Import and export businesses would be classified into four categories based on the level of law observance and on that basis, subject to different customs inspection and clearance regime.
It is highlighted in a draft circular on criteria for assessment of businesses’ law observance in the management of import, export and transit of goods, which has been recently released by the Ministry of Finance (MOF).
Accordingly, there would be four levels of law observance, including level 1 (high), level 2 (average) , level 3 (low) and level 4 (failure to observe).
Level-1 and -2 enterprises would be entitled to several priorities. For example, they would be entitled to reduction of customs inspection and supervision of import and export activities. Enterprises and their partners would be allowed to carry out on-spot import and export procedures and deliver and receive goods before making customs declaration. Particularly, level-1 business would be exempted from customs supervision of destruction of scraps and discarded materials imported for export processing or production. Additionally, they would be subject to at most one post-customs clearance inspection in three consecutive years.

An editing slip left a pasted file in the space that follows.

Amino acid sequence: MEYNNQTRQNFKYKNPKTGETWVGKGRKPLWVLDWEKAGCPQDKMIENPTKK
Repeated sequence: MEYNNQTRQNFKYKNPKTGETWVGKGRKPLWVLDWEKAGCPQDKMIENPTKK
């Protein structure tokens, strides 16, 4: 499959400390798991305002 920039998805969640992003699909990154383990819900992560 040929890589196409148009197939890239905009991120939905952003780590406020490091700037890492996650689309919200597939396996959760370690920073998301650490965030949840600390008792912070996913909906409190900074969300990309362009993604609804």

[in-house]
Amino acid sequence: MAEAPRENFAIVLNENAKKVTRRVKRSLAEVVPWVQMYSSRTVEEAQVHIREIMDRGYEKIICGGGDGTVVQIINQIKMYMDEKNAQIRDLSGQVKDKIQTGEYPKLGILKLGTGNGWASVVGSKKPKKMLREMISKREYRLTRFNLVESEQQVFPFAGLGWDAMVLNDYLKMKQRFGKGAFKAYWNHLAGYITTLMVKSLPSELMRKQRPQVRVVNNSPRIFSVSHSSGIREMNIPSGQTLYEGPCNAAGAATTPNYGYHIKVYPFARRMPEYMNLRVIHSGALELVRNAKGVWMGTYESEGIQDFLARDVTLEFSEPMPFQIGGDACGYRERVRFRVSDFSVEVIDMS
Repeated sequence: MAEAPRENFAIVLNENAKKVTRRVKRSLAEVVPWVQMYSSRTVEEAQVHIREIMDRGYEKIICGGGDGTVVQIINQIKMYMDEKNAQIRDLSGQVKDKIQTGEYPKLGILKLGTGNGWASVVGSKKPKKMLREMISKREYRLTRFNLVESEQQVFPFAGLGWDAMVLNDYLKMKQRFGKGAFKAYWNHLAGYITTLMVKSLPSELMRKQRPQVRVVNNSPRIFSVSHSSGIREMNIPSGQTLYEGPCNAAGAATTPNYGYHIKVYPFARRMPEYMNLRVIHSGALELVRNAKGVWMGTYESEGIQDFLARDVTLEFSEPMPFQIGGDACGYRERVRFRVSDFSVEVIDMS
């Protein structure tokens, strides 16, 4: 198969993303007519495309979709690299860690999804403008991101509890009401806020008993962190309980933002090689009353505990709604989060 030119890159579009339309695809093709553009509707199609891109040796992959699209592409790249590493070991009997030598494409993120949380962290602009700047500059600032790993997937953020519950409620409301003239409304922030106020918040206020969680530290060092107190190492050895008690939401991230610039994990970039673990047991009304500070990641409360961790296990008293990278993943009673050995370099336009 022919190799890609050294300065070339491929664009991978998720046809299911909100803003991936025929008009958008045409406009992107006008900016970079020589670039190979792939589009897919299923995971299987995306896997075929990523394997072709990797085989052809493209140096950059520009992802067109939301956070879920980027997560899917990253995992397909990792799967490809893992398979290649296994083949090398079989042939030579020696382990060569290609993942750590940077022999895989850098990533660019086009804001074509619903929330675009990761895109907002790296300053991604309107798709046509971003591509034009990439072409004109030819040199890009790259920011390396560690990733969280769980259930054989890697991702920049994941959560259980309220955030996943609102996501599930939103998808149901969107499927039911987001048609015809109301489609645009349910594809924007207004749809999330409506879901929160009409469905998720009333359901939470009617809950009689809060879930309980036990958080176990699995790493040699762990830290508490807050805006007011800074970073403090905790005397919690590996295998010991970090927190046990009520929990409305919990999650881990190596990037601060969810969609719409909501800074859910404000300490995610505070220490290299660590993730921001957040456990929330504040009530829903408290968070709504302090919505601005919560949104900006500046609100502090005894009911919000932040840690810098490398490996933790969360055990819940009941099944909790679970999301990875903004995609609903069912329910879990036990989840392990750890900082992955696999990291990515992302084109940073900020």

On the contrary, level-4 businesses would be subject to a strict inspection, supervision and post-customs clearance inspection of import and export activities.
The MOF assigns the Department of Risk Management to coordinate with the General Department of Customs in collecting and processing information and applying criteria for assessment of law observance.
Minister, Chairman of the Government Office agreed with the draft, saying that management agencies should drastically change to risk management and post-inspection to reduce official, unofficial and time expenses for enterprises.
However, economic expert Ngo Tri Long said the collection of information on criteria for assessment must be truthful to accurately assess businesses’ law observance, and unjustifiable favors should be removed.- (VLLF)